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View Full Version : does the racquet make u a better player?


badboi78
08-12-2006, 08:02 AM
Just as the question states.. does the racquet really make that much of a difference? Or is it really more of the player and less of the racquet? What if somebody handed federer a graphite racquet? Will he still be able to beat players in the top 10?

darknight08
08-12-2006, 08:06 AM
Psychologically...YES

milo
08-12-2006, 08:14 AM
no, i don't think so. you could see safin as an example. i think he already got the right racket in fact he won the australian open. but what has he done after that. absolutely wrong. is it the racket? or it is himself?

Amone
08-12-2006, 08:30 AM
Yes, it matters. No, it doesn't matter. Both are completely true, and at the same time.

Is a racquet the only factor, no. In fact, I'd have to say that Fed could play just as well with woodies. The only problem would be the repeated snapping from the power strokes.

However, can a racquet be the difference between a big W and a big L, yes. This is painfully obvious with players who get a ton of added power from using, say, a Head i.S12 or NCT Drive, but my Diablo Mid (for instance) did add a lot of control to my game that I doubt I'd have had with a Babolat stick.

Hence, my answer is: Yes. No.

chiru
08-12-2006, 08:36 AM
Yes, it matters. No, it doesn't matter. Both are completely true, and at the same time.

Is a racquet the only factor, no. In fact, I'd have to say that Fed could play just as well with woodies. The only problem would be the repeated snapping from the power strokes.

However, can a racquet be the difference between a big W and a big L, yes. This is painfully obvious with players who get a ton of added power from using, say, a Head i.S12 or NCT Drive, but my Diablo Mid (for instance) did add a lot of control to my game that I doubt I'd have had with a Babolat stick.

Hence, my answer is: Yes. No.

this is pretty much right on the money. does the racket make or break how good of a player you are? not necessarily. can a racket be used to maximize existing player level, absolutely. can it make the difference between a 6-4 loss or 6-4 win, i think it can, if nothing else than having confidence ot go for your shots.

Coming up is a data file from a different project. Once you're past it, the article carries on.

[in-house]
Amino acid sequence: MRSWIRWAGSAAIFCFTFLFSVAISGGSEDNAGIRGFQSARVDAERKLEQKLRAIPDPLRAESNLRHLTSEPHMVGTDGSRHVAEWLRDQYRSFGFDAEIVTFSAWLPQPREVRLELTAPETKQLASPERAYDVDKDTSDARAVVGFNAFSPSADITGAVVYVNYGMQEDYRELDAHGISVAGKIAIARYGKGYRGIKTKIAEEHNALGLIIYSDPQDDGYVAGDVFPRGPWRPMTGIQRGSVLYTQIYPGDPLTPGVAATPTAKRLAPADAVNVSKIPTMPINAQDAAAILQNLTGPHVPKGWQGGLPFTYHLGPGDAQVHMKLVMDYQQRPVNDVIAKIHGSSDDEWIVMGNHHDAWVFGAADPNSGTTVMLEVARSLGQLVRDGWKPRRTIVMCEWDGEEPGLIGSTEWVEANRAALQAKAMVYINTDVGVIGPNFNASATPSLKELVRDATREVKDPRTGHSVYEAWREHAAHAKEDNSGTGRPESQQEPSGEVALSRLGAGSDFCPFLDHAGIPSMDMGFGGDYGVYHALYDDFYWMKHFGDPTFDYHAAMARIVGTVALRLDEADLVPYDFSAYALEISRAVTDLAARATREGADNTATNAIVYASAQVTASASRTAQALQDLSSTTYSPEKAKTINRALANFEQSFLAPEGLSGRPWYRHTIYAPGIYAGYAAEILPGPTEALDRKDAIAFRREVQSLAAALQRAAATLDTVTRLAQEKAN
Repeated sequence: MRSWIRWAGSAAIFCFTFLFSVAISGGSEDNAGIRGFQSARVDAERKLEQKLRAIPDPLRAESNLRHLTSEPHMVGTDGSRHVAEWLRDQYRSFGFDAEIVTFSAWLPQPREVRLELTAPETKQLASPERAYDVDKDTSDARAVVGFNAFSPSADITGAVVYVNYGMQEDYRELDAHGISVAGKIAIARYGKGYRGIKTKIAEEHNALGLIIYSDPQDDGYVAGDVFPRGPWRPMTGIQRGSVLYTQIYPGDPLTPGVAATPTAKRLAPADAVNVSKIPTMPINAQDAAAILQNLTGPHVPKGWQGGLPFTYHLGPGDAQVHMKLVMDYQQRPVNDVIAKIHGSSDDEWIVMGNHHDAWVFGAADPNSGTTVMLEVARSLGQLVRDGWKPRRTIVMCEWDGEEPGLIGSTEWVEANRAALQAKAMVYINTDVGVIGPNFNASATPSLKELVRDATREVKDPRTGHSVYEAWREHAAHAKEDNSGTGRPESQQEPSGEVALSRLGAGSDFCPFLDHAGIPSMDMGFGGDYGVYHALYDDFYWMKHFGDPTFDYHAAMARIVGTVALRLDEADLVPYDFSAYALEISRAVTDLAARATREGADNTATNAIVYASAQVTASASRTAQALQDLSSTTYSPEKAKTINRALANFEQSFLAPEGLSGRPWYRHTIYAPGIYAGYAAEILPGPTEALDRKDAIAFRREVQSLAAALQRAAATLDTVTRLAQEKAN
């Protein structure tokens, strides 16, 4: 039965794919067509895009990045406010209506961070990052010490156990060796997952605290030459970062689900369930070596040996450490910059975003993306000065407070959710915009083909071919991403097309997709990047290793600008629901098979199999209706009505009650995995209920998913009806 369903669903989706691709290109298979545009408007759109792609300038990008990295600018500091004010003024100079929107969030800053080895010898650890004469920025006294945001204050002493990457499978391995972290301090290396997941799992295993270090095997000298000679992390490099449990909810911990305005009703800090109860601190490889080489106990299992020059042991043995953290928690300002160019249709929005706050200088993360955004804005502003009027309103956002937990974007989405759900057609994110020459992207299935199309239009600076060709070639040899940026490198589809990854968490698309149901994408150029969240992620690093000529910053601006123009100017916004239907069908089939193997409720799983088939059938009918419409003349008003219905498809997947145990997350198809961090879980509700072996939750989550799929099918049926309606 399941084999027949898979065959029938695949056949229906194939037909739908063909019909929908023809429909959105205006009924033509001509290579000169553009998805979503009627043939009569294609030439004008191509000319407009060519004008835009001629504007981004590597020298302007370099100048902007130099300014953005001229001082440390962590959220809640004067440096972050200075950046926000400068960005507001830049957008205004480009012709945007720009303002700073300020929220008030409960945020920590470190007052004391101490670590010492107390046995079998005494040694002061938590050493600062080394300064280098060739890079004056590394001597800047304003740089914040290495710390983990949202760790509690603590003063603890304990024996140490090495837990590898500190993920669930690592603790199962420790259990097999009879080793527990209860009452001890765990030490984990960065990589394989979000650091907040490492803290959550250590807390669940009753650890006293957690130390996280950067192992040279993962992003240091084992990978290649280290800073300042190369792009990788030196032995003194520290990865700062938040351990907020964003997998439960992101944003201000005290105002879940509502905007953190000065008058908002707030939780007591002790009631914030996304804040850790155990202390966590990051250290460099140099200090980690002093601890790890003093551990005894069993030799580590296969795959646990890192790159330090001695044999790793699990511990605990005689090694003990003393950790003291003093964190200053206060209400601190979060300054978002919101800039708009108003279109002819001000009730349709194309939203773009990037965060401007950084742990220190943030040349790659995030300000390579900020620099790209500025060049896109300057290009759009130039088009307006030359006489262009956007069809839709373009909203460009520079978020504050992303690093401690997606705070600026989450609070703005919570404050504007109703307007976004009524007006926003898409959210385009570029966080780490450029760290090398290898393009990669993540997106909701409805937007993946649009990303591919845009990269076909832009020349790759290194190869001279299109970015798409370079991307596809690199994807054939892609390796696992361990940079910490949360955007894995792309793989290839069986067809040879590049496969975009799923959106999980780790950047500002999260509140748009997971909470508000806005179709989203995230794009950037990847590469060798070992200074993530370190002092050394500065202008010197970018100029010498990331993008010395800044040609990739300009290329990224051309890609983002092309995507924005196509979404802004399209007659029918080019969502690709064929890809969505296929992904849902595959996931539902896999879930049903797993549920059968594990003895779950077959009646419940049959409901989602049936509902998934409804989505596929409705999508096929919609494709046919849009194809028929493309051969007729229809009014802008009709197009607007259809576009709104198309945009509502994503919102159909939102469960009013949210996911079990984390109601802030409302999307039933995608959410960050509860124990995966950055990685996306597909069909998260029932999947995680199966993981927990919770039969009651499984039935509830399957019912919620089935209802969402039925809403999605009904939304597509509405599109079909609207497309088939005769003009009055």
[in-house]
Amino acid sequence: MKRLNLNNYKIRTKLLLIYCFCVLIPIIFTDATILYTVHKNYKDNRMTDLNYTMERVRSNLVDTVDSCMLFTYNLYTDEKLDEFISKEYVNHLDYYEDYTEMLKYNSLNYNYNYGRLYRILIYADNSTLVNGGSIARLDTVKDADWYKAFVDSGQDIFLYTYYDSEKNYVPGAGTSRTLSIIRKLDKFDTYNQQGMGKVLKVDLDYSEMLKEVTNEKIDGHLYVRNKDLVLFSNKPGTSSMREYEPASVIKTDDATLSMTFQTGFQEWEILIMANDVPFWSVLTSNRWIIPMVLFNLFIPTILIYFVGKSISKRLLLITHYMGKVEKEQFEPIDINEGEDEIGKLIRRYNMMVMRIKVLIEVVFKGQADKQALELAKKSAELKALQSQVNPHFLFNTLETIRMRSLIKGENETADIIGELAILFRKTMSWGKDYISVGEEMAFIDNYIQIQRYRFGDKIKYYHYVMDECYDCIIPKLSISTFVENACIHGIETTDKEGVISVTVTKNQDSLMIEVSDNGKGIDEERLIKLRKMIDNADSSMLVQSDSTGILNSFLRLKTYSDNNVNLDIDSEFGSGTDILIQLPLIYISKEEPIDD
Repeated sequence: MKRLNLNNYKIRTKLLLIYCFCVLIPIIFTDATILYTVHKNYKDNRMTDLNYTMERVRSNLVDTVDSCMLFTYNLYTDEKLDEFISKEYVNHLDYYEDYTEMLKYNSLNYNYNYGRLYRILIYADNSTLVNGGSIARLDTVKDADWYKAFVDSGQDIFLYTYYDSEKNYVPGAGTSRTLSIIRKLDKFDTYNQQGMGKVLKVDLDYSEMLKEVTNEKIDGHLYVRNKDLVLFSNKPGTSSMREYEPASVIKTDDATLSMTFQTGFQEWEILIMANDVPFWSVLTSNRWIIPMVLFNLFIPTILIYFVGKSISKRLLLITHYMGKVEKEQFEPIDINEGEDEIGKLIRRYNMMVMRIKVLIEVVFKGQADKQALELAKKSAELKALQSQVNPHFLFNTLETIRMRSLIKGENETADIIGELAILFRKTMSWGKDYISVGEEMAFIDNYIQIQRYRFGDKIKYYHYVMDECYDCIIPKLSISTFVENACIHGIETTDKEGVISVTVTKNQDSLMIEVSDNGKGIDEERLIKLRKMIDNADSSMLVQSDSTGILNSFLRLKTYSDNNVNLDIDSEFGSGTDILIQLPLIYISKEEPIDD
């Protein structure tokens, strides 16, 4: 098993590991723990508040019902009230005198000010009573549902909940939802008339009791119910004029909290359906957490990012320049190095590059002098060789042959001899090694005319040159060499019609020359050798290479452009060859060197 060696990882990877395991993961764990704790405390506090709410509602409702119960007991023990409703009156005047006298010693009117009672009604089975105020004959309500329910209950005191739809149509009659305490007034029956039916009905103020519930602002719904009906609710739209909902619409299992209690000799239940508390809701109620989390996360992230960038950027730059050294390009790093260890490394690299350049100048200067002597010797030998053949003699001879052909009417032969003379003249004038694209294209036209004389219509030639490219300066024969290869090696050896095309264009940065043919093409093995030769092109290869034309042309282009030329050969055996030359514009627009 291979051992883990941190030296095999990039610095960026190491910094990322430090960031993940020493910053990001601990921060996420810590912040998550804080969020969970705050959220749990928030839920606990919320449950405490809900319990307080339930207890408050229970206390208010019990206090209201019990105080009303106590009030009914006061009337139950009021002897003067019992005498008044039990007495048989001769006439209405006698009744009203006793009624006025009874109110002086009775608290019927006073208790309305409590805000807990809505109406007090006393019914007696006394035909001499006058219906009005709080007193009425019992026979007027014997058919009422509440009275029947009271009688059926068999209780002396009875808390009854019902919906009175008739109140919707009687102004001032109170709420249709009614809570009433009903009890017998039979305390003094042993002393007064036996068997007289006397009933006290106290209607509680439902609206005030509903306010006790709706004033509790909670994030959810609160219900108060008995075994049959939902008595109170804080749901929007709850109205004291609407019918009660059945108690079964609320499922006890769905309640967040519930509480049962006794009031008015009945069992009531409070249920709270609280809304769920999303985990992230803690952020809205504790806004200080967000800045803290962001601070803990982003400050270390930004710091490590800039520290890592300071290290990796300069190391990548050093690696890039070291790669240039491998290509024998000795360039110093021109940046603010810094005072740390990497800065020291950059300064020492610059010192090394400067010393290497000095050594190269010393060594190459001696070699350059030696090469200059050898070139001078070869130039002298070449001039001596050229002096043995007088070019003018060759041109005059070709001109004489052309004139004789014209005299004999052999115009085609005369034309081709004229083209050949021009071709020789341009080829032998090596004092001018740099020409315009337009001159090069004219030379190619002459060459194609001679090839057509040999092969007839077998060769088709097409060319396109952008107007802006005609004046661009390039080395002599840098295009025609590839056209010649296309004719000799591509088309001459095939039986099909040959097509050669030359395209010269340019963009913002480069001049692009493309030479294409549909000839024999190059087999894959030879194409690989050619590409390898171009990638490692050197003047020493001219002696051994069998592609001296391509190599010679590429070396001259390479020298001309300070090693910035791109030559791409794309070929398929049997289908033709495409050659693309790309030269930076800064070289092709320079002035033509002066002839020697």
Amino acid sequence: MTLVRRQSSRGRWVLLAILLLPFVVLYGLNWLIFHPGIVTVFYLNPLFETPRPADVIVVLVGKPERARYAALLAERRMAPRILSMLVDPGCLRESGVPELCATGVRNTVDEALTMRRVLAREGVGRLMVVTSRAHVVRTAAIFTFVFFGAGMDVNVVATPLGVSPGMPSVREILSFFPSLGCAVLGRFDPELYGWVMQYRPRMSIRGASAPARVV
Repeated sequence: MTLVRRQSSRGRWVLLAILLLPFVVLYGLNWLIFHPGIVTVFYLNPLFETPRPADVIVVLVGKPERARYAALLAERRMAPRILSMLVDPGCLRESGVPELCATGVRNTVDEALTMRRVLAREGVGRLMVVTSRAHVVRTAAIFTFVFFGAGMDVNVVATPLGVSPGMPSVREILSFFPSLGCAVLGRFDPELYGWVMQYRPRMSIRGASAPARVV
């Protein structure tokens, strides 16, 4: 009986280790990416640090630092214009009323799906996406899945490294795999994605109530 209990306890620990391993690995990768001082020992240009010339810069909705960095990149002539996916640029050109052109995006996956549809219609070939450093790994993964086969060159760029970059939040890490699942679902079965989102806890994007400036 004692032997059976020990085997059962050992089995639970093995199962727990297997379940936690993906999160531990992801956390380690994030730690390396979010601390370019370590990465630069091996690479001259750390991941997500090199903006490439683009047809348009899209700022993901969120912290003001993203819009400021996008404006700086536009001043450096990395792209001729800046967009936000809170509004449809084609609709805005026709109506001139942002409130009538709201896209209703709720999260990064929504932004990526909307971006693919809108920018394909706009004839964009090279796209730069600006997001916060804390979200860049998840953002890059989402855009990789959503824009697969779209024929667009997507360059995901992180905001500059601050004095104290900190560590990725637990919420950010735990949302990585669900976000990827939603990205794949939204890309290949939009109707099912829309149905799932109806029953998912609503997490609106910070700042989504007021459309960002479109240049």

tennis life
08-12-2006, 09:22 AM
it certainly helps with confidence, i use a Babolat Pure storm team right now and i love it, i have the mindset that i can put a lot of spin on the ball, and that really helps with getting more spin and playing better

Dunlopkid
08-12-2006, 11:08 AM
If the racket is causing you tennis elbow, that might be the diff between winning and losing.:rolleyes:

onkystomper
08-12-2006, 01:26 PM
I think the answer is Yes the racket can make you a better player.

It can add 5% or so to your game if you use a racket that suits you just as the wrong racket can make you 5% worse.

If you think the racket is going to make you a 5.0 when you were a 2.0 before you picked it up... well do i need to say that you perhaps should have a rethink

Steve Huff
08-12-2006, 01:38 PM
Rackets make a LOT of difference. They dictate, to a degree, the style you play. When rackets had small heads and thick cross sections (ie. wood), you would never see a player using an extreme Western grip. You'd be framing every other ball if you did. Borg's grip was about as far over that you'd see in the top 50 anyway. There were still baseliners and netrushers, but the strategies were different. When more powerful rackets came out (aluminum and steel), styles were beginning to change. Servers hit monster serves. They came to the net even more. Baseliners cranked up unbelievable power. They stayed back even more. "All-court" players weren't nearly as effective. Then, rackets got bigger and thinner. You could hit more topspin and not have to worry about hitting the frame as much. Netrushers were finding balls at their feet everytime they approached. With a few exceptions, baseliners began to win more. Sampras was about the only top player keeping the serve and volley game alive, and that was mainly because he had such a big serve. If you watch his matches, they became more and more difficult for him to get to the net when he was returning serve. Now, there are only a handful of netrushers, and none in the top echelon (Fed is NOT a netrusher. I'd go as far as to say that he's a baseliner with the ability to get to the net occasionally). Some people think styles are cyclical. I don't foresee any technology or rule changes that will bring serve-and-volley back. So, in my opinion, rackets do have a lot to do with how people play tennis.

Amone
08-12-2006, 01:42 PM